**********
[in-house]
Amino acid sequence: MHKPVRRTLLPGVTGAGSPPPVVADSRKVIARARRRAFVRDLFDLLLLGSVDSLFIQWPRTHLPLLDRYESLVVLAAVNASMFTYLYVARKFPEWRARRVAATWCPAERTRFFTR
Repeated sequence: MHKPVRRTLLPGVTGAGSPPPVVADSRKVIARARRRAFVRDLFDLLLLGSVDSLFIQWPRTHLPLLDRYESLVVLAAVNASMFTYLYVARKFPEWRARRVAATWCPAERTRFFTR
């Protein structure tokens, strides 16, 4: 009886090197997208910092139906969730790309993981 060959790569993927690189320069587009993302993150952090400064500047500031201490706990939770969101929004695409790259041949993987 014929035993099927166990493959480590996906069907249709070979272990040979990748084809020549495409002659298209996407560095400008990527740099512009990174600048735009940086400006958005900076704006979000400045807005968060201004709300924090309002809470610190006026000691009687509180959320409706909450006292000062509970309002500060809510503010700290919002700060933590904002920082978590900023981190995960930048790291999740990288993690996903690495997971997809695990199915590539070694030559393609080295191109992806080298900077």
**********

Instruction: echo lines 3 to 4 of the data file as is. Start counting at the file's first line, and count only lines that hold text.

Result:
Repeated sequence: MHKPVRRTLLPGVTGAGSPPPVVADSRKVIARARRRAFVRDLFDLLLLGSVDSLFIQWPRTHLPLLDRYESLVVLAAVNASMFTYLYVARKFPEWRARRVAATWCPAERTRFFTR
């Protein structure tokens, strides 16, 4: 009886090197997208910092139906969730790309993981 060959790569993927690189320069587009993302993150952090400064500047500031201490706990939770969101929004695409790259041949993987 014929035993099927166990493959480590996906069907249709070979272990040979990748084809020549495409002659298209996407560095400008990527740099512009990174600048735009940086400006958005900076704006979000400045807005968060201004709300924090309002809470610190006026000691009687509180959320409706909450006292000062509970309002500060809510503010700290919002700060933590904002920082978590900023981190995960930048790291999740990288993690996903690495997971997809695990199915590539070694030559393609080295191109992806080298900077």